And I want to be one of those who pays this price, but I confess now that I don’t think I am up to the task.  Not at all.  I can barely handle my own issues.   Which is why I know my only hope, our only hope, is in Jesus Christ.  He was concerned for the poor – the poor in finances but also the poor in spiritual resources (like me).  He said the poor would be blessed, but also those who hunger and thirst for righteousness (like me) would be filled.  What he calls us to, to find these fulfilments, is not religion, but relationship.  First of all relationship with God, then in turn a right relationship with ourselves and others.

Which is why I have great respect for the work of the Message Trust, who keep the gospel of Jesus central to all they do as they reach out to marginalised young people.  Because it works.   There is no greater hope than the hope of heaven and the peace of a life put right with God.  And hope can defeat poverty of all kinds better than any amount of money.

I am just back from the Proximity Conference run by the Message in Manchester.  It was inspiring and challenging, there is lots I want to remember and apply.  I think the most challenging thing to me personally was Bill Hogg‘s utter refutation of this quote assigned to St Francis of Assisi:

‘Preach the gospel, and if necessary use words.’

He insists it was never spoken by St Francis who in fact preached with words as often as he could.   He further quoted someone else as saying: ‘Unexplained deeds do not constitute the mission of the people of God.’

It cut me to the heart because although I do believe we are called to love and serve with no strings of preaching attached, and I do believe we have to be sensitive to when someone is ready to hear the gospel, I had to admit to myself that these have become reasons for me to hide behind; to avoid sharing the gospel at all.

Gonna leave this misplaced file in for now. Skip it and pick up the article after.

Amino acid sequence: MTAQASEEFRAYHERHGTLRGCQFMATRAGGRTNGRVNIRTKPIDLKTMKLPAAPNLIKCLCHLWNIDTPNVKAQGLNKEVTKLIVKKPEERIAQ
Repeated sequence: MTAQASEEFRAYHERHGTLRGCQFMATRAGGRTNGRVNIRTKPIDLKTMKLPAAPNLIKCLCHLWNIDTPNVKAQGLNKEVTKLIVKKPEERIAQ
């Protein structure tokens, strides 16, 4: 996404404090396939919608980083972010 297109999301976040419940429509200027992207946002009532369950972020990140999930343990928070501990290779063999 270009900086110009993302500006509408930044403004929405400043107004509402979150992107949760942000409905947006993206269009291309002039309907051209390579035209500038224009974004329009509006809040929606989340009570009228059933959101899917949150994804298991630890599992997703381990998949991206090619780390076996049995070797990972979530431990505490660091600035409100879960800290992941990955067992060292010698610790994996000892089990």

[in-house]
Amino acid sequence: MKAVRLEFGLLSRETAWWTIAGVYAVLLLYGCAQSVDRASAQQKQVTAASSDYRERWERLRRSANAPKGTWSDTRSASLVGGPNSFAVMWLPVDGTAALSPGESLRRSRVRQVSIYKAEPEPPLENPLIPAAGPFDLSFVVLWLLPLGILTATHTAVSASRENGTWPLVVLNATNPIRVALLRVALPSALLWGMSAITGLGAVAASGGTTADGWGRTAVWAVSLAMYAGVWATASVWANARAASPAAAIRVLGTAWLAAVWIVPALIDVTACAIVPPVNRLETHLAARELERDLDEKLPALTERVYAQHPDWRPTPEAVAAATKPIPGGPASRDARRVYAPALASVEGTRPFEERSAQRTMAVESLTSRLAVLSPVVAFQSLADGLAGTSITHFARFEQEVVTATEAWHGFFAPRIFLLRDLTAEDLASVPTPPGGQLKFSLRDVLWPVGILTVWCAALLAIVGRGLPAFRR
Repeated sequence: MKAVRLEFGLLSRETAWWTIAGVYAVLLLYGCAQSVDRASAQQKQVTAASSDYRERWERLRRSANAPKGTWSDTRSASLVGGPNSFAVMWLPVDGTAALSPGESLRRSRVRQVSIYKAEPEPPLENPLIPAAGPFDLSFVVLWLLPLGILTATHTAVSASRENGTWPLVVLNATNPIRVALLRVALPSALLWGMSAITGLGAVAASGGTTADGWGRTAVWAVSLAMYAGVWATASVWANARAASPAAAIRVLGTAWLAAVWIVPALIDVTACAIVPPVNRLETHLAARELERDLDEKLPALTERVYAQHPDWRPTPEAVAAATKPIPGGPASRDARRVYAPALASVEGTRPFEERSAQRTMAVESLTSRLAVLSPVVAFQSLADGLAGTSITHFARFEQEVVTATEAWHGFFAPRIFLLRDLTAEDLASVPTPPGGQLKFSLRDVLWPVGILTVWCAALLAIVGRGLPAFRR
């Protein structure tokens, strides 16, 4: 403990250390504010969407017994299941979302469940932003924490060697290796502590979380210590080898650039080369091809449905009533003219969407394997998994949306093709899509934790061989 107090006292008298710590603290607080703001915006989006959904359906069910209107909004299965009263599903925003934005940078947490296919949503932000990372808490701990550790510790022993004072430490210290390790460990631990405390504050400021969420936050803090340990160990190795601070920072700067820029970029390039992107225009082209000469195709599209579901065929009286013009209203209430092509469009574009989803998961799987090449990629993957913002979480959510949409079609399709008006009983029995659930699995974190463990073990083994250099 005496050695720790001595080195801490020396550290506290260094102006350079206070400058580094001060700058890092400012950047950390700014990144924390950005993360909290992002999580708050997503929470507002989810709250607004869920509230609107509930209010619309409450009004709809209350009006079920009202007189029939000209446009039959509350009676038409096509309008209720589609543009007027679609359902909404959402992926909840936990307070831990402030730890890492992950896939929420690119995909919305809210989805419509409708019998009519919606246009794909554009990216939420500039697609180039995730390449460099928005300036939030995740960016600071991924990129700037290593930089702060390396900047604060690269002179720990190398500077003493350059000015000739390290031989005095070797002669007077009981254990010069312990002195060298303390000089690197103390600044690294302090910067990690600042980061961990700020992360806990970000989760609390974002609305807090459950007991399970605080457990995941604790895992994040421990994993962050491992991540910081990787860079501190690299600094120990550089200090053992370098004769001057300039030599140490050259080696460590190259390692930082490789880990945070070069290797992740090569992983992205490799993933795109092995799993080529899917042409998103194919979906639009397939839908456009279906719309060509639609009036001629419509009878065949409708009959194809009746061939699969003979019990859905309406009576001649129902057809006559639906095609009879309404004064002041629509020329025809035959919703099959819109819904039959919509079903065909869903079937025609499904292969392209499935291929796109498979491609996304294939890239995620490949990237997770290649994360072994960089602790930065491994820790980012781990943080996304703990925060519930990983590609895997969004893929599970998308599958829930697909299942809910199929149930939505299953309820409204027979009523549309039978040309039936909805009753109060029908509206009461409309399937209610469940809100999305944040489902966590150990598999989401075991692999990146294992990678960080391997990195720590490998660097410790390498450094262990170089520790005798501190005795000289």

To take another story from the conference:

A preacher speaks of hell and the need to come to Christ.  A man listening, a tough-looking, intimidating man, comes up to him and says, ‘do you really believe that?’.  The preacher, trembling, mumbles that yes, he does.  The man says, ‘well I don’t.  But if I did, I would not stop going from end to end of the country, even if it was on my hands and knees with every place covered in glass, if it meant I could save one person.’

Where is the urgency, where is the fire of passion, in me?  Forgetting any other hypocrisy, how can I claim to believe what I believe yet be so reluctant to share this hope in clear terms with others?

I am not a natural evangelist, and I am not about to go out and be someone I’m not.  I am in no rush to create socially awkward situations.   I am unwilling to promise things to others beyond what I have experienced for myself.

But if I am not compelled to share what I claim to believe, or to see it as the most important thing that suffering people need to hear, I have to question how deeply it has really gotten hold of me.

Which leads to the other more encouraging challenge from Bill Hogg at the conference – that our own effectiveness all starts with our own proximity to Jesus.  We cannot conjure up passion or wise words, but we can start by sitting at the feet of Jesus.  We have nothing to give unless we are first receiving from Him.

So I think I will go and assemble that sofa bed now, which will be the focus of our prayer room/spare bedroom.  It could be a cop out, another delay from doing the work of God.  But I really intend it to be a place to sit at the feet of my Saviour each day with a renewed commitment to know Him and serve Him.  And then to get up and do what He says!  Which is: to go and make disciples.